S3: Modeling the Tox21 10K chemical profiles for in vivo toxicity prediction

Modeling the Tox21 10K chemical profiles for in vivo toxicity prediction and adverse outcome pathway characterization

S3: Modeling the Tox21 10K chemical profiles for in vivo toxicity prediction, OpenTox USA 2017
PRESENTING AUTHOR: 

Ruili Huang

INSTITUTION / COMPANY : 

NIH

POSITION: 

Lead Informatics Scientist

ABSTRACT CONTENT / DETAILS:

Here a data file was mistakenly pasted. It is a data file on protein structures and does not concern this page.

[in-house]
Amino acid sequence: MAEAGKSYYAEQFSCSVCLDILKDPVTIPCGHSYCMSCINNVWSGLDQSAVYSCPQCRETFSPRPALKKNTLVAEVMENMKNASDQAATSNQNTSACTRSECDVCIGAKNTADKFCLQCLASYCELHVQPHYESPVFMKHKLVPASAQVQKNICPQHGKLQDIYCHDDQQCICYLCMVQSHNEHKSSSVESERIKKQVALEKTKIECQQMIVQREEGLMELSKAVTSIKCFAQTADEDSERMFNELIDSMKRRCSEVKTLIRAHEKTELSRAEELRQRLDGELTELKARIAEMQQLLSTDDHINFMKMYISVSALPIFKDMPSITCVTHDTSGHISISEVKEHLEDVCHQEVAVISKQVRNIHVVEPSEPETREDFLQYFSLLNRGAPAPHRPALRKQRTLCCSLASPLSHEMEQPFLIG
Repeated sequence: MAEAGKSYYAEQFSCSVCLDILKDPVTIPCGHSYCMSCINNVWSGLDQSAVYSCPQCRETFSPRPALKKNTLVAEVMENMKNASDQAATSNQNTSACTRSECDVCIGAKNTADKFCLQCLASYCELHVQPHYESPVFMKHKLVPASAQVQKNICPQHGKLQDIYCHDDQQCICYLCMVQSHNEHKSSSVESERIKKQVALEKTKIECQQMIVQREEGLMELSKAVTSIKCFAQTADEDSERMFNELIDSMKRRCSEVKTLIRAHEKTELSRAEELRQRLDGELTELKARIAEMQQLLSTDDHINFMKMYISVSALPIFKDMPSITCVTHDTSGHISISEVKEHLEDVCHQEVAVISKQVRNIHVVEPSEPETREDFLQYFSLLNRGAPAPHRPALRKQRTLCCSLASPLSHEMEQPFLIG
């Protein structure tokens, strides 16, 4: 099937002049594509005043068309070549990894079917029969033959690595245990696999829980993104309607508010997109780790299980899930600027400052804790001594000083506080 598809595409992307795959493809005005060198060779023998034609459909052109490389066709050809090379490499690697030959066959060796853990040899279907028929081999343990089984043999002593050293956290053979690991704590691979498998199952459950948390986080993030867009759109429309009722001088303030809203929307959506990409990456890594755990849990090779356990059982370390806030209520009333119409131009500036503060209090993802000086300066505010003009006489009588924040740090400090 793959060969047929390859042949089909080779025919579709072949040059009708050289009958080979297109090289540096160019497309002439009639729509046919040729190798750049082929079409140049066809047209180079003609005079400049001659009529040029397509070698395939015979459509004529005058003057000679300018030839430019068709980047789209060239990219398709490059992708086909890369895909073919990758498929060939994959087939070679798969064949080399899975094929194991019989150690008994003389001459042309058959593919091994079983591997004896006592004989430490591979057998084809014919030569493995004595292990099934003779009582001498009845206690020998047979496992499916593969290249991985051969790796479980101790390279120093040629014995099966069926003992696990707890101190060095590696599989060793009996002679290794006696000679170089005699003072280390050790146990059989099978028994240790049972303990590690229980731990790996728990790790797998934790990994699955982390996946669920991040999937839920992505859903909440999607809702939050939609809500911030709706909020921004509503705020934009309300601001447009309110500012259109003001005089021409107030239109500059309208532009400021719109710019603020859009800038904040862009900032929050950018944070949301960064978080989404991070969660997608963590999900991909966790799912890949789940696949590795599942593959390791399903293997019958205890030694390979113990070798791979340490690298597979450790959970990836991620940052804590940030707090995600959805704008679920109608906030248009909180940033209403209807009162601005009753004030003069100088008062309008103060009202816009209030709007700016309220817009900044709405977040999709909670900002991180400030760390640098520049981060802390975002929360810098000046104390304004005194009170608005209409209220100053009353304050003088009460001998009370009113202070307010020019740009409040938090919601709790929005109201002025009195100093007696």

Target-specific, mechanism-oriented in vitro assays pose a promising alternative to traditional animal toxicology studies. The Tox21 program, a large-scale in vitro chemical toxicity screening effort, has tested approximately 10,000 chemicals in triplicates at 15 concentrations against a panel of nuclear receptor and stress response pathway assays, producing more than 70 million data points to date that form a rich set of compound in vitro activity profiles. Clustering analyses of these activity profiles across the assays reveal relationships useful for the generation of hypotheses on compound mode of action (MOA). Compound activity data are applied in combination with structural information to build predictive models for a number of in vivo toxicity endpoints. The in vitro assay data based models perform better in predicting human toxicity endpoints than animal toxicity, while combining structure and activity data results in better models than using structure or activity data alone. Pathways represented by assays that contribute the most to in vivo toxicity predictions suggest potential adverse outcome pathways (AOPs). These results show that in vitro activity profiles can be applied as signatures of compound mechanism of toxicity that provide valuable information for the development of AOPs.